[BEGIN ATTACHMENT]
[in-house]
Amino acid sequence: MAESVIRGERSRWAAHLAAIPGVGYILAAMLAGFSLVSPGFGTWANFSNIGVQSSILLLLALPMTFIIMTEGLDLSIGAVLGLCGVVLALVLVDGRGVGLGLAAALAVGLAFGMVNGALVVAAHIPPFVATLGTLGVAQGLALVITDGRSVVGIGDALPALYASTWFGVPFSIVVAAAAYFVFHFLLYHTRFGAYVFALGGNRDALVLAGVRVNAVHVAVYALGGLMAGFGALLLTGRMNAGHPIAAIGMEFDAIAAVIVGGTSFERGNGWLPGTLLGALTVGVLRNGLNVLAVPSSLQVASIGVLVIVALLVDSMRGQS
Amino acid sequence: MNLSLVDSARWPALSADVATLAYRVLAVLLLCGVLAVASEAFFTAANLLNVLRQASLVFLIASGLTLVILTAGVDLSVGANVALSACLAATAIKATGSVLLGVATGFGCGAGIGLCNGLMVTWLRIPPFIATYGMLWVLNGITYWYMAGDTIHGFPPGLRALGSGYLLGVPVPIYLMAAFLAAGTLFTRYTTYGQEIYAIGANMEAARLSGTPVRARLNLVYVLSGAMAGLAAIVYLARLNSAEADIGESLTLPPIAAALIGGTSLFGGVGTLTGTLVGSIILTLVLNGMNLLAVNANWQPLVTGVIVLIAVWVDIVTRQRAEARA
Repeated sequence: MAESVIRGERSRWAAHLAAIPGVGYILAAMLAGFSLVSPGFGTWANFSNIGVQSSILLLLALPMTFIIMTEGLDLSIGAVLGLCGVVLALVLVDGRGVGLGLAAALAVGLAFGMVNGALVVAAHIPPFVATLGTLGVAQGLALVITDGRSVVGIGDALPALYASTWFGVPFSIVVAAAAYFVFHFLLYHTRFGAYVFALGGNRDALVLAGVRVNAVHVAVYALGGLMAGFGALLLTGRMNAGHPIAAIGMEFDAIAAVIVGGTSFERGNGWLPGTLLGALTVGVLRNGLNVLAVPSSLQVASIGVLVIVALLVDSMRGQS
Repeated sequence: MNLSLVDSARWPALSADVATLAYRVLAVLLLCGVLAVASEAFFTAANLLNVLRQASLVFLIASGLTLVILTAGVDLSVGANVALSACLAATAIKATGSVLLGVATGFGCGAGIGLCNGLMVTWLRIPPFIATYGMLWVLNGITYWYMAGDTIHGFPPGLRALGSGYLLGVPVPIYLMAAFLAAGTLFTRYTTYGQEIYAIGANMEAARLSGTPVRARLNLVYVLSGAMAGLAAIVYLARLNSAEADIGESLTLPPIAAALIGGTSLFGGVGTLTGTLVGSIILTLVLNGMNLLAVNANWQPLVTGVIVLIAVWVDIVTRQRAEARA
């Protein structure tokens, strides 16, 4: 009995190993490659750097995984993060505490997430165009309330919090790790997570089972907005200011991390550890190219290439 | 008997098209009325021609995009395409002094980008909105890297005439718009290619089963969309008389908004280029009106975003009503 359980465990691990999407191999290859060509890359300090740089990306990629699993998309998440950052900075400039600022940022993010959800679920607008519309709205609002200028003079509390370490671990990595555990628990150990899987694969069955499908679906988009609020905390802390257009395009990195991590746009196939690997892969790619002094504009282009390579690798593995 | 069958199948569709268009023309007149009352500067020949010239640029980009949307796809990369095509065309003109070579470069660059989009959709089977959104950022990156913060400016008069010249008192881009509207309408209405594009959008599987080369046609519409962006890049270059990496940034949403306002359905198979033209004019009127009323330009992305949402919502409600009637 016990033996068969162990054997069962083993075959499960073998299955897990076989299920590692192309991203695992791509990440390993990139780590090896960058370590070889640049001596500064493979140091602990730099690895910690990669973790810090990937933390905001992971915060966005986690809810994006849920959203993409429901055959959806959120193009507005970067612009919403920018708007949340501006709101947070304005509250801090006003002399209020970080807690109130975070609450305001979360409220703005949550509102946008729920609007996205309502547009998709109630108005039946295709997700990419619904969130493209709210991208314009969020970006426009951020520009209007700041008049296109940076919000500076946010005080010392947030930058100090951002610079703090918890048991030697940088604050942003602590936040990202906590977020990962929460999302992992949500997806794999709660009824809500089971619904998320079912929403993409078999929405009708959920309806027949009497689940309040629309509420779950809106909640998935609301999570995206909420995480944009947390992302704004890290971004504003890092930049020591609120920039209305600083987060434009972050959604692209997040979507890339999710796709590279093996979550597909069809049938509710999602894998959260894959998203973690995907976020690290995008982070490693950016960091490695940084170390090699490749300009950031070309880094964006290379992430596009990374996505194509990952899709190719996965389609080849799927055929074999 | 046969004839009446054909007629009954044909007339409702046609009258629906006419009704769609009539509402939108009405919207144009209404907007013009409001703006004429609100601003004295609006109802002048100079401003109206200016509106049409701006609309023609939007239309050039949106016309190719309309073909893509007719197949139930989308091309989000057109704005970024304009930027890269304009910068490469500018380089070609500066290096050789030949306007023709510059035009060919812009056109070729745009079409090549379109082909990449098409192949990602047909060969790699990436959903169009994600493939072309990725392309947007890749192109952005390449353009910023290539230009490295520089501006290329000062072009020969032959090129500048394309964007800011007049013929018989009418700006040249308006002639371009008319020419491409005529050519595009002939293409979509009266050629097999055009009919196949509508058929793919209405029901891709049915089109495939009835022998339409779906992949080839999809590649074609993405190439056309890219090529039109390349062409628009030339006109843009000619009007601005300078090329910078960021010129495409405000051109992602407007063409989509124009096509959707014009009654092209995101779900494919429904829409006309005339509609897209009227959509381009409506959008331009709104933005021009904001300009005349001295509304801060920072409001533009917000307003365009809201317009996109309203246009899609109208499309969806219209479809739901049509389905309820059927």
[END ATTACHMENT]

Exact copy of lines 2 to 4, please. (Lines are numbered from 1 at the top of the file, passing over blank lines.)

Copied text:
Amino acid sequence: MAESVIRGERSRWAAHLAAIPGVGYILAAMLAGFSLVSPGFGTWANFSNIGVQSSILLLLALPMTFIIMTEGLDLSIGAVLGLCGVVLALVLVDGRGVGLGLAAALAVGLAFGMVNGALVVAAHIPPFVATLGTLGVAQGLALVITDGRSVVGIGDALPALYASTWFGVPFSIVVAAAAYFVFHFLLYHTRFGAYVFALGGNRDALVLAGVRVNAVHVAVYALGGLMAGFGALLLTGRMNAGHPIAAIGMEFDAIAAVIVGGTSFERGNGWLPGTLLGALTVGVLRNGLNVLAVPSSLQVASIGVLVIVALLVDSMRGQS
Amino acid sequence: MNLSLVDSARWPALSADVATLAYRVLAVLLLCGVLAVASEAFFTAANLLNVLRQASLVFLIASGLTLVILTAGVDLSVGANVALSACLAATAIKATGSVLLGVATGFGCGAGIGLCNGLMVTWLRIPPFIATYGMLWVLNGITYWYMAGDTIHGFPPGLRALGSGYLLGVPVPIYLMAAFLAAGTLFTRYTTYGQEIYAIGANMEAARLSGTPVRARLNLVYVLSGAMAGLAAIVYLARLNSAEADIGESLTLPPIAAALIGGTSLFGGVGTLTGTLVGSIILTLVLNGMNLLAVNANWQPLVTGVIVLIAVWVDIVTRQRAEARA
Repeated sequence: MAESVIRGERSRWAAHLAAIPGVGYILAAMLAGFSLVSPGFGTWANFSNIGVQSSILLLLALPMTFIIMTEGLDLSIGAVLGLCGVVLALVLVDGRGVGLGLAAALAVGLAFGMVNGALVVAAHIPPFVATLGTLGVAQGLALVITDGRSVVGIGDALPALYASTWFGVPFSIVVAAAAYFVFHFLLYHTRFGAYVFALGGNRDALVLAGVRVNAVHVAVYALGGLMAGFGALLLTGRMNAGHPIAAIGMEFDAIAAVIVGGTSFERGNGWLPGTLLGALTVGVLRNGLNVLAVPSSLQVASIGVLVIVALLVDSMRGQS